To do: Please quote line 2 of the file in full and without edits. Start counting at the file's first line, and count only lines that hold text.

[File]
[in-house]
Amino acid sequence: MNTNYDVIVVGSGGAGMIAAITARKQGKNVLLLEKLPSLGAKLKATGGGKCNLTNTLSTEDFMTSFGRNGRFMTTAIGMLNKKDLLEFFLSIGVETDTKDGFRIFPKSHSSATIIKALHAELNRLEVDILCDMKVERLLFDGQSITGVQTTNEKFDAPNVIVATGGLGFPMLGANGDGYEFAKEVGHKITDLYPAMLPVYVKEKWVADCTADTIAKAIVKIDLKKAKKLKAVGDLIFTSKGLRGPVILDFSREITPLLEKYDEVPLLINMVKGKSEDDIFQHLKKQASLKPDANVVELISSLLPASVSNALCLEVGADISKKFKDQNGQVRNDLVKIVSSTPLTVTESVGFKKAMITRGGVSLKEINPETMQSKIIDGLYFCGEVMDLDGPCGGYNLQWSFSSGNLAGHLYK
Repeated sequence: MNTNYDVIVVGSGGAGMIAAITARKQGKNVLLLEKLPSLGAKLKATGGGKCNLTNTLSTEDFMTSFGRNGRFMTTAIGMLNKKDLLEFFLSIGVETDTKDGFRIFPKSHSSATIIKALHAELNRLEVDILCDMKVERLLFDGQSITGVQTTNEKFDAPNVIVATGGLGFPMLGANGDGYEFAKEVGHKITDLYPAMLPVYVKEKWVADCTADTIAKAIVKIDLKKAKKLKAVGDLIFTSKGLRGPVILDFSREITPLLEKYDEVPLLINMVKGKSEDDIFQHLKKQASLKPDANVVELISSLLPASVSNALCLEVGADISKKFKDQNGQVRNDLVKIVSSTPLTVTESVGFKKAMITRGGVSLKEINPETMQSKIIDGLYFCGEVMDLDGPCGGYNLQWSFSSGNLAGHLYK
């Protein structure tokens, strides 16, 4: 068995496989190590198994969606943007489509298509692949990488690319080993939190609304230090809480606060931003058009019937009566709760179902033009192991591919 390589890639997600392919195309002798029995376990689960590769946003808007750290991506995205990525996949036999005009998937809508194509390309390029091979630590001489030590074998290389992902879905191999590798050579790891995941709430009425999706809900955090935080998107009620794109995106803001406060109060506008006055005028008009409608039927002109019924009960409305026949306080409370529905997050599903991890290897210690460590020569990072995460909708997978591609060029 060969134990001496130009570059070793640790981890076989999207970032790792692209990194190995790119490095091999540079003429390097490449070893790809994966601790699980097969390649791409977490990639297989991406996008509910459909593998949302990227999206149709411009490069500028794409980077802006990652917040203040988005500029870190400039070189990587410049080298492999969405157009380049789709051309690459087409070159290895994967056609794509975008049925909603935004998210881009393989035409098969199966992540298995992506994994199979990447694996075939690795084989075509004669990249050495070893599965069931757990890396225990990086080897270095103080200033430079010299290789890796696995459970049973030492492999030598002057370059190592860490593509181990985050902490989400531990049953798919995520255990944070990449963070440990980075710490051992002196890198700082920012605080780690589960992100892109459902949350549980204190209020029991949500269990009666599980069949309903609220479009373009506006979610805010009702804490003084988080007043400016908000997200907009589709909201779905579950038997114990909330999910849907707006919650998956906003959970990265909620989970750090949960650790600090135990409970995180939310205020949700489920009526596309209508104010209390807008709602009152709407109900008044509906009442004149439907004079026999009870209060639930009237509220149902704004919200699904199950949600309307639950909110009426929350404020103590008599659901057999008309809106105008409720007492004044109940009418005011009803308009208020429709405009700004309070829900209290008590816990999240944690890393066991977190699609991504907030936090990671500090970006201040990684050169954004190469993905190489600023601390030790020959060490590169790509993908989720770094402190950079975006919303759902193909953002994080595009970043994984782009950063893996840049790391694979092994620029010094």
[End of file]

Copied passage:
Amino acid sequence: MNTNYDVIVVGSGGAGMIAAITARKQGKNVLLLEKLPSLGAKLKATGGGKCNLTNTLSTEDFMTSFGRNGRFMTTAIGMLNKKDLLEFFLSIGVETDTKDGFRIFPKSHSSATIIKALHAELNRLEVDILCDMKVERLLFDGQSITGVQTTNEKFDAPNVIVATGGLGFPMLGANGDGYEFAKEVGHKITDLYPAMLPVYVKEKWVADCTADTIAKAIVKIDLKKAKKLKAVGDLIFTSKGLRGPVILDFSREITPLLEKYDEVPLLINMVKGKSEDDIFQHLKKQASLKPDANVVELISSLLPASVSNALCLEVGADISKKFKDQNGQVRNDLVKIVSSTPLTVTESVGFKKAMITRGGVSLKEINPETMQSKIIDGLYFCGEVMDLDGPCGGYNLQWSFSSGNLAGHLYK